Junior doctors' leader apologises for going on holiday
Shamed junior doctors’ leader behind worst NHS strike in history apologises for ‘undermining’ BMA’s 4-day action by going on holiday – as even 28-year-old’s own family say they are ‘disgusted’ by his actions
Dr Rob Laurenson, the junior doctors’ leader who helped launch the biggest strikes the NHS has ever seen, has apologised for going on holiday while his colleagues are on the picket line.
The young medic’s absence as patients face their operations being canceled has even attracted condemnation from his own family, with some saying they are ‘disgusted’ by his actions.
Dr Laurenson, co-chair of the British Medical Association (BMA) junior doctors’ committee has taken the week off to be at a friend’s wedding, leaving him unable to attend potential negotiations with Government to end the crisis.
But now in a message to colleagues shared in an online forum the 28-year-old union official apologised to his fellows for ‘undermining’ the historic four-day strike action.
‘I can see that you feel undermined and I am really sorry my actions have contributed to that,’ he wrote.
Choppy waters: Firebrand union leader Dr Robert Laurenson went on holiday during the strike
Dr Laurenson’s holiday absence technically means he will not be financially penalised by the strike action whilst his fellow lose their daily wages by taking to the picket line.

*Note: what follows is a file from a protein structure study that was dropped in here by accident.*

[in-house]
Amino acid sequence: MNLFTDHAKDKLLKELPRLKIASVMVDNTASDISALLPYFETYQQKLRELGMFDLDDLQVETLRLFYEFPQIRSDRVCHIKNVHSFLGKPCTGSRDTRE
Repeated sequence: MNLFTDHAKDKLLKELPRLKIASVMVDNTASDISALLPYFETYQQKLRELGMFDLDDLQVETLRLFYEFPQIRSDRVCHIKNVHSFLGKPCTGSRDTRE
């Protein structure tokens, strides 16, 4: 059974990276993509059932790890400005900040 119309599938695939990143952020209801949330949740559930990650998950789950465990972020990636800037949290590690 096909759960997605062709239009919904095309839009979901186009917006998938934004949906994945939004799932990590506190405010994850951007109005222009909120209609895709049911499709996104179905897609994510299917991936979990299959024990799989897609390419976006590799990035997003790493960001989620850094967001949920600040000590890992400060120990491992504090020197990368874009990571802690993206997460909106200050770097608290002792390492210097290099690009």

The messages, are understood to have been posted after another medic expressed their ‘disappointment’ at his decision not to attend the strike.
Dr Laurenson message continue: ‘The thing most important to me is the integrity of the unity of doctors and that is why I’m at pains to be as transparent as possible and accountable as possible.’
The young medic’s holidaying has even came under fire from his own uncle who said yesterday he ‘disagreed’ with his nephew’s conduct.
His uncle, also named Robert Laurenson, 72, a retired podiatrist, added: ‘They’re going on a four-day strike, what’s that about? I’ve got a hernia that’s not being treated.
Read more: As the junior doctor behind the most disruptive NHS strike in history goes on holiday as the walkout begins, ANDREW PIERCE asks: Will his ‘puerile’ posturing cost the BMA vital public support?
Dr Robert Laurenson, 28, (pictured) co-chairman of the BMA junior doctors’ committee, barely uttered a word during the 30-minute meeting with Steve Barclay, the Health Secretary
‘I would like a 35 per cent increase on my pension. If they want 35 per cent, I want 35 per cent. I’ve worked 50 years in my business and come out with this, smallest house on the lane, I haven’t got a five-bedroom house.’
When asked what he thought about his nephew going on holiday right before the strike, he said: ‘He’s getting out of it. Getting out of conflict. I’m disgusted.’
Now Dr Laurenson’s own father has also started to distance himself from his son.
Ian Laurenson, 69, said he was ‘on the other side’ to his child on the issue, adding he was ‘surprised’ by his son’s key role in the union demanding a 35 per cent pay rise.
The former business consultant of Orpington, South East London, told The Sun ‘We have a conflict of interest because we’re taxpayers — customers of the NHS — and he’s on the other side, wanting more money.’
‘It was a bit of a surprise to us when he stood for election. He’s not been known as some sort of militant anarchist and red in the bed.’
This is not the first time Dr Laurenson’s family connections have made the headlines.
As his fellow medis go without pay in their dispute with Government Dr Laurenson is a director of Westholme Investments, a firm set up by his parents, which has more than £2 million worth of funds.